Some woodworking projects are for fun, some are skill builders, some are to keep the lights on and some are for necessity. As they say “necessity is the mother of invention.” When taking a woodworking workshop at the North Bennet Street School one of the challenges is often lugging all your tools to class. The school is set in the North End of Boston and most folks take public transportation to get to the school as parking in that area is expensive and in short supply. I’ve seen folks use bags, backpacks, plastic toolboxes, 5 gallon buckets, rolling carts, suitcases, you name it. I can still remember lugging big toolboxes on the subway when I was student.
This past weekend one of my students, Jordan Ruiz, showed up to my Introduction To Shutters Workshop with the toolbox you see below:
He designed it off the top of his head and made it mostly from a single pine board.
What I like about his utilitarian design is how he translated a lot of the traditional hardware needs into wooden or other natural equivalents. Note the oak hasp which is articulated and secured with wooden pins. A hemp rope drawer pull. Dowels to secure the moving wooden tote handle, sliding top secured by a captured dowel etc.
I also like how Jordan used some packing foam to ‘French Fit’ all of the tools into his toolbox.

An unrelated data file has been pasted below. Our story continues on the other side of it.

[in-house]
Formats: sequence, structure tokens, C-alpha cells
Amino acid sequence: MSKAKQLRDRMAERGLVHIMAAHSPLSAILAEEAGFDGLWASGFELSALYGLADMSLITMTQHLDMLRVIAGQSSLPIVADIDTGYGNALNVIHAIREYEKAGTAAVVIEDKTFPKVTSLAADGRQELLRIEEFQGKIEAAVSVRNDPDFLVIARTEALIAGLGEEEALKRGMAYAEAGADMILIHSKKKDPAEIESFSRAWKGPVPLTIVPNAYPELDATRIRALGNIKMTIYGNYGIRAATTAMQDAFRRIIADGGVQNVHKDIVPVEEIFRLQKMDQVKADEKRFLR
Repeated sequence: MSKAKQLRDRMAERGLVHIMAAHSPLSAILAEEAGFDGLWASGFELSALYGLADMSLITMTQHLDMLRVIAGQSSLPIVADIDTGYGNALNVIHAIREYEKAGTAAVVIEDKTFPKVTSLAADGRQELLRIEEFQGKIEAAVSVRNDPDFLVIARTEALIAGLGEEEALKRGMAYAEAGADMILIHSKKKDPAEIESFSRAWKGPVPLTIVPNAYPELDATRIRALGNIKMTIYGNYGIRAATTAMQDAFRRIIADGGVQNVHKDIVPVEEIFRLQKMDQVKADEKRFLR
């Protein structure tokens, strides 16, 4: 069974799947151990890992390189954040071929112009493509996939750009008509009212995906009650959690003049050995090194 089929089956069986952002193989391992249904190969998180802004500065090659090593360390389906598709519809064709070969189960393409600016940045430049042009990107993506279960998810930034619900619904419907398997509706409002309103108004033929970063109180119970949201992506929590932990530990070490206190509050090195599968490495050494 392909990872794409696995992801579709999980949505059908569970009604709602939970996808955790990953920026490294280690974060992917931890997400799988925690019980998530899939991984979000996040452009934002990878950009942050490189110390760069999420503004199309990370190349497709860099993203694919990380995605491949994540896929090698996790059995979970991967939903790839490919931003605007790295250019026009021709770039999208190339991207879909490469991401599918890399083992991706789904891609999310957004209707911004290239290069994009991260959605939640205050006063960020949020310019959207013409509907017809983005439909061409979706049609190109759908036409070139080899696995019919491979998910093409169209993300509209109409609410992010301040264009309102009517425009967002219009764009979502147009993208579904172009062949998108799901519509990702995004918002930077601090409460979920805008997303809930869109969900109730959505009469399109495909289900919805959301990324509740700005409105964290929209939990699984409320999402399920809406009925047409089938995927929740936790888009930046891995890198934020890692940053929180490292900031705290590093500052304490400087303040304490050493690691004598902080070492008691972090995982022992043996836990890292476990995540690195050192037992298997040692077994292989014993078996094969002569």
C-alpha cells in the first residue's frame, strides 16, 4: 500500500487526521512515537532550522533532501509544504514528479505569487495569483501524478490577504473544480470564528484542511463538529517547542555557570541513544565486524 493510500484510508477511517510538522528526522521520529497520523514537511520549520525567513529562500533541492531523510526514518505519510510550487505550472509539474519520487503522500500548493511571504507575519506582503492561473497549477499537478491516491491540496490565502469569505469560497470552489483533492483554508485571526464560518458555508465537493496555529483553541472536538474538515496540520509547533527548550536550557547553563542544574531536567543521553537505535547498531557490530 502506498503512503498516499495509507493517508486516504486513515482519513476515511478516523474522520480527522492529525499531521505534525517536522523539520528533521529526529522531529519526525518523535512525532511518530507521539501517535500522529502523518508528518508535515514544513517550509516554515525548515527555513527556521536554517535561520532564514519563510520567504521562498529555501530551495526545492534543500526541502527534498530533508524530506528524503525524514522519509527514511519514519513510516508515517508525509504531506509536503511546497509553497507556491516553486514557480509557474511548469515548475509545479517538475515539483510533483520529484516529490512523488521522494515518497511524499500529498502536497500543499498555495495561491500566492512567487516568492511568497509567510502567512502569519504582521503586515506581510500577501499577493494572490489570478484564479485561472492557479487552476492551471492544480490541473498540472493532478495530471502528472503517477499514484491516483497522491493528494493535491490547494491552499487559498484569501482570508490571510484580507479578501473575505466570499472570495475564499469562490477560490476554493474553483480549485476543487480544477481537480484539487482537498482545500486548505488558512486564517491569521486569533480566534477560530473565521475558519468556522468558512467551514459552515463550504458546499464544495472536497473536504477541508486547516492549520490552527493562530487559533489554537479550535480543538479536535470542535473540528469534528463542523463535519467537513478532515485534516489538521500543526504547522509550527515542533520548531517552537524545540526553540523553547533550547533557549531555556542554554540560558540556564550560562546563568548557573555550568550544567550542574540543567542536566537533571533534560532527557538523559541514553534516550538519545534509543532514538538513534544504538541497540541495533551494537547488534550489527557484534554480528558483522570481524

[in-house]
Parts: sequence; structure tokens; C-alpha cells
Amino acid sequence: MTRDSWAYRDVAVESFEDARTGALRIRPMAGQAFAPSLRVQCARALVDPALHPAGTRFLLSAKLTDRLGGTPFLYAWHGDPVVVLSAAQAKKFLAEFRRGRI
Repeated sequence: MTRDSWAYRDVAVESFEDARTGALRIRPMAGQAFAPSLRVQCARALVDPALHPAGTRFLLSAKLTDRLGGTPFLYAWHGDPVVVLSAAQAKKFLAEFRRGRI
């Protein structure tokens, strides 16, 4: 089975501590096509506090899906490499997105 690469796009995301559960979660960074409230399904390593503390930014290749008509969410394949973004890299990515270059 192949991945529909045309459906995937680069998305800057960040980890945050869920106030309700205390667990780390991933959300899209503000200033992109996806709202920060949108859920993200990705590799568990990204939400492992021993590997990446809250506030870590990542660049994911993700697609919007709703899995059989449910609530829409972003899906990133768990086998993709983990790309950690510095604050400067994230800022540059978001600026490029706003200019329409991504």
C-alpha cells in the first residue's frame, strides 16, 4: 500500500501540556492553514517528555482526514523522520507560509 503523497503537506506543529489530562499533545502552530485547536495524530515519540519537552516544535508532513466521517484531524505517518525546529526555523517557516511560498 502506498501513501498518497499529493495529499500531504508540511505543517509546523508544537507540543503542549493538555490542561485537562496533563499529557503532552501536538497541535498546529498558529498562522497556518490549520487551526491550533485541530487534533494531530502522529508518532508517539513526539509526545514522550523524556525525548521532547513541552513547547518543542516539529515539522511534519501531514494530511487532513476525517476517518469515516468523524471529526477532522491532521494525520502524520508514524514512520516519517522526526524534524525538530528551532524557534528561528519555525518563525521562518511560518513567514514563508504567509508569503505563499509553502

If he’s willing to do all that work to prepare for a workshop I can only imagine the dedication and creativity he’ll have at the job site. I think Jordan has a bright future ahead of him in the woodworking field. (He also made a very nice shutter as seen in the previous post)
“The Oriental philosophy of contemplation involves forsaking all work; the European does his meditating while relaxing from work, but the American seems to think things out best while working. So the stone walls of New England may be thought of as monuments to the thoughts that occurred while they were being built, for those were the days of great decisions and profound planning. The thoughts one thinks while sawing a tree or making a stone wall are surprising. It is almost as if the mind becomes ashamed of the work the body is doing and starts doing a little “showing off” by itself. Lincoln said he did some of his deepest thinking while splitting rails. The plain farmer of two hundred years ago was weaving the fabric of a new nation and although there are no marble statues to his patriotism now, there are still his stone walls.” — Eric Sloane American Barns and Covered Bridges, 1954